January 6, 2008


They prostrated themselves and did him homage. - Mt. 2: 2

Prostration & homage are not something we do much any more. About the closest we get to it these days is standing in line for hours to get a ticket for a rock concert. There is a reason for this. To prostrate ourselves is to acknowledge that we are in the presence of a higher power infinitely more important than we are, & that is something we moderns have difficulty recognizing. Scientific & technological advances have allowed us the illusion that we are in control of our destiny. Inconveniently, life has a disconcerting way of disabusing us of that illusion. It is a painful but worthwhile lesson.

There is the story of an angel who asked the risen Jesus on His arrival in heaven, “Lord, what have you left behind to carry out the work?” “A little band of men & women who love me,” said Jesus. Angel: “But Lord, what if they fail when the trial comes? Will all you have done be defeated? Is there nothing more?” Jesus: “No.” Angel: “What then Lord?” Jesus: “THEY WILL NOT FAIL.”

In today’s second reading, St. Paul tells us of God’s secret plan which is “that the Gentiles are coheirs … & copartners in the promise of Christ Jesus through the Gospel” (Eph. 3: 6). In short, the Covenant between God & humanity is no longer exclusive, but astonishingly inclusive. Given humanity’s track record, the angel had every reason to be anxious. God apparently has more confidence is us than we do in ourselves. He must know something we do not. That is an awesome thought that calls for serious reflection. It should humble us enough to fall down in adoration.

An artist once painted a picture in which a solitary figure is seen rowing a small boat across the dark waters of a lonely lake. A high wind is churning up the waters causing white-crested billows to rage ominously around the tiny skiff. As he rows on, the boatman’s eyes are fixed on the one lone star shining through the darkness. Under the picture, the artist has inscribed these words: “If I lose that, I am lost.” In the manner of that dauntless boatman, our mission is to keep our eyes fixed on the star born in Bethlehem amidst the smell of animal droppings & the threat of annihilation. In order that our Lord may number us among those who love Him & will carry on His work, we must follow His star to the foot of the cross. It is only from the cross that the guiding star can lead us to the empty tomb. It is there, at the place of resurrection, where the risen Christ can be heard to say, “THEY WILL NOT FAIL.” It is also the place where we may respond in truth: “WE WILL NOT FAIL.”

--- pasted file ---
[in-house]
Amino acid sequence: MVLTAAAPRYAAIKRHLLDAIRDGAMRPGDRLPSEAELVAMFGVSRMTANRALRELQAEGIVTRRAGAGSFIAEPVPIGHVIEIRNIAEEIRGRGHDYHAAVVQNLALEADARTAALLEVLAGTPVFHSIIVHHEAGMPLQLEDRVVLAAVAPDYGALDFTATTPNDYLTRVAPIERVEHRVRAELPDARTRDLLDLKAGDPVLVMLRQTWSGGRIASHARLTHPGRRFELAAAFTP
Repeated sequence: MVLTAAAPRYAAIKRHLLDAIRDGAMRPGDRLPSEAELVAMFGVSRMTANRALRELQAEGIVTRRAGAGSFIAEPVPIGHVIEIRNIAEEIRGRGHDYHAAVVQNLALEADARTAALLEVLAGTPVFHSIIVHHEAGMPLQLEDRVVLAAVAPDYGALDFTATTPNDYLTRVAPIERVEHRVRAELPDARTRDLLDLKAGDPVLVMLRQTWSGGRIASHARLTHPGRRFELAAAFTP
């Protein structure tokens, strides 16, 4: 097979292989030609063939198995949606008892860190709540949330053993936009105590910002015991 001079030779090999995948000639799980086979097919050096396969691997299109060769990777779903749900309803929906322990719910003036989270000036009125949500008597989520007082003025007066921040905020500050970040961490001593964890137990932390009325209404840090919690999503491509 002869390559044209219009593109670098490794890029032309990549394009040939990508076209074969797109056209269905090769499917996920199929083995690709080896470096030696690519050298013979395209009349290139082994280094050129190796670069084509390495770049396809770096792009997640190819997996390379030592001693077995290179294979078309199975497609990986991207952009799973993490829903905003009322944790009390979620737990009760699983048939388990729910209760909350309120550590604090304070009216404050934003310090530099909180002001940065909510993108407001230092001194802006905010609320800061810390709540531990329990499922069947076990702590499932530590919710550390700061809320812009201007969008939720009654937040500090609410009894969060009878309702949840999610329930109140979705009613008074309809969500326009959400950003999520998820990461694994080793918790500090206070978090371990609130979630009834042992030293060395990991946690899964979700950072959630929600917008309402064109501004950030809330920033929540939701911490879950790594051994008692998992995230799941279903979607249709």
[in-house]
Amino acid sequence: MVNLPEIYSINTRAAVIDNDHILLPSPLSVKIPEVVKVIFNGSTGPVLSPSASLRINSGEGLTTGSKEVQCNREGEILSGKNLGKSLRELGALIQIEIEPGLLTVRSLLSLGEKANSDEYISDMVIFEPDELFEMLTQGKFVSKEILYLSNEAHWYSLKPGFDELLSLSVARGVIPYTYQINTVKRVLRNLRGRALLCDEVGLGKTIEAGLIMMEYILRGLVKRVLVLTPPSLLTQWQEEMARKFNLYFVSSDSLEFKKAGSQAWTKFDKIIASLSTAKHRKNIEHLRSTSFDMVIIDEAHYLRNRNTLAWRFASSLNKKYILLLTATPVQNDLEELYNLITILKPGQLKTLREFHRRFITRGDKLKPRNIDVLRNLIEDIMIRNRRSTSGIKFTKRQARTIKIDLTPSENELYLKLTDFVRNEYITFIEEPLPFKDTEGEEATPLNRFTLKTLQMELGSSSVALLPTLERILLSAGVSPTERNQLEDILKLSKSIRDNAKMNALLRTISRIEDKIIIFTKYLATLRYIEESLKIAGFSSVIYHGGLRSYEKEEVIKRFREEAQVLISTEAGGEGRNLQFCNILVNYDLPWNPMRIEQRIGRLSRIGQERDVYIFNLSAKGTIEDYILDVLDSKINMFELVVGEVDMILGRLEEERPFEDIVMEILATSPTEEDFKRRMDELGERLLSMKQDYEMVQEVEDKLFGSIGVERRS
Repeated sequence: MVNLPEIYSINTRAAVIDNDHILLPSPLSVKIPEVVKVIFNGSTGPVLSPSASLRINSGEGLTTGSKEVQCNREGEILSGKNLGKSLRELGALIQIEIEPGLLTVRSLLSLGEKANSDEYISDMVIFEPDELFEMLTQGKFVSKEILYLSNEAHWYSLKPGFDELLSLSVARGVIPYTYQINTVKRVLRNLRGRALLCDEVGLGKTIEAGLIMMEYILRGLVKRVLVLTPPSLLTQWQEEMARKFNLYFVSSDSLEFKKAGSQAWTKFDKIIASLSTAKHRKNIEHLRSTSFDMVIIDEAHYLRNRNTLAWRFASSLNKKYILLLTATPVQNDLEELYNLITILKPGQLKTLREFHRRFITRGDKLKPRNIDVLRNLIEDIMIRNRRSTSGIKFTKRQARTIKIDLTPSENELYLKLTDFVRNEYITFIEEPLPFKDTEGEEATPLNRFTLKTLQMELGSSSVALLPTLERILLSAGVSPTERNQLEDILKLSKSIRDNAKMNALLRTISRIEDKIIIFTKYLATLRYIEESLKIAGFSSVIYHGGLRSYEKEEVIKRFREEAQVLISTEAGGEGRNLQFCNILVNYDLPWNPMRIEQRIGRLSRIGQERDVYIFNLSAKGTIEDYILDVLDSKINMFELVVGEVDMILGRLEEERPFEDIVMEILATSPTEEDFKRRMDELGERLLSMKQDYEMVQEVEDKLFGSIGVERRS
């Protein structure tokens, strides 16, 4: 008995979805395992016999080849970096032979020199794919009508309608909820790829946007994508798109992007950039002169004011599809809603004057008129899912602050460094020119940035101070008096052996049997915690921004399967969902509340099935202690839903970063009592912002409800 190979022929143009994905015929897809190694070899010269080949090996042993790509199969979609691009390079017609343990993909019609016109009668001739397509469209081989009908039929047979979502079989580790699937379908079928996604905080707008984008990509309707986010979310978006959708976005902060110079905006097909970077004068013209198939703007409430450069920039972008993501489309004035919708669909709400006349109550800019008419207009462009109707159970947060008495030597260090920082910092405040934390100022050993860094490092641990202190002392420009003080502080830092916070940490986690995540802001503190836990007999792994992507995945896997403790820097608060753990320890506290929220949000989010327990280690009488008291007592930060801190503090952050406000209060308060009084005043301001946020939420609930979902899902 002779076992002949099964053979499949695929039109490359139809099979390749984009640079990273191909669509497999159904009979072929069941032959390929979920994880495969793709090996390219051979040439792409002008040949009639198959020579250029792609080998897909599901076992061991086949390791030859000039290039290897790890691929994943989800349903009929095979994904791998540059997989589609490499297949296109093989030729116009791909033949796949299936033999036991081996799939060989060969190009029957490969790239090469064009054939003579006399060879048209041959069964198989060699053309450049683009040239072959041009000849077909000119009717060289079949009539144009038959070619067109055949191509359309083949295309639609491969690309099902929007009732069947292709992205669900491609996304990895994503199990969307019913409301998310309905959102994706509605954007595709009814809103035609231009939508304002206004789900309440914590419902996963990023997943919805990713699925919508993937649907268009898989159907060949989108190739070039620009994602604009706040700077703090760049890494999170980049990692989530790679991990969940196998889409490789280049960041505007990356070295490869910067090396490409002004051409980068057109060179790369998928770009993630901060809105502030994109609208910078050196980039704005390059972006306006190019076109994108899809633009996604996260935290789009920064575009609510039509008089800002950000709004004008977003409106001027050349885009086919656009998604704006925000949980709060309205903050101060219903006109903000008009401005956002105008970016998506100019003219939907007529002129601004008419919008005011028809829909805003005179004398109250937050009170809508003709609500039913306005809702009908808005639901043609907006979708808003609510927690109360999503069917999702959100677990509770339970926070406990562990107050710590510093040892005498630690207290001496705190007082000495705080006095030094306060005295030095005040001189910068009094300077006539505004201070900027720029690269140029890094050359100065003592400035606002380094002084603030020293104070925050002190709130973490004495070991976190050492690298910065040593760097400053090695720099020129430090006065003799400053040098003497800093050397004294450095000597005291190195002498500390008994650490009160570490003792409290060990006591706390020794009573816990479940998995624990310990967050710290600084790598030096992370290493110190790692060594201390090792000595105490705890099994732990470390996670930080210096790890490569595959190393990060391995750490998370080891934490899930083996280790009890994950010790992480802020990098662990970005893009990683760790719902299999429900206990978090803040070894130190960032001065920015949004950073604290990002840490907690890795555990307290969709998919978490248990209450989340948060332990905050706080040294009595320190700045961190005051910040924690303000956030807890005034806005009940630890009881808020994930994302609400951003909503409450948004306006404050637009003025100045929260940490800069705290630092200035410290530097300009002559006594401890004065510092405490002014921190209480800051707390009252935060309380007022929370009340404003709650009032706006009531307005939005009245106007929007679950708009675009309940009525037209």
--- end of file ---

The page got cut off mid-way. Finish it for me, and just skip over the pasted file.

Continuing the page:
There is way too much at stake here. The resources we bring to the task are indeed puny & provide ample cause for skepticism. But that is only if we refuse to draw upon the grace that God is continually offering us in the sacraments & in each other. This is yet another reason why we cannot afford the luxury of sniping & quarreling among ourselves. That is the way of the world. Our Lord came to lead us away from all that, to show us a better way of life called the Kingdom of God .

How can we know if we are finding that way, if we are on the right track? One way – certainly not the only way, but one indicator – is our capacity for adoration. It is only when we have the humility to acknowledge the awesomeness of both the task & the grace God is offering us that we can begin to appreciate His confidence in us. Having done all that we can (& sadly, that is often NOT the case), we can trust that He will make up for our lack. It is then that we can trust Him to decide what we are worth in the final analysis. If we can in good faith prostrate ourselves before His Majesty, we will be pleasantly surprised to find out just how much God values us. AMEN!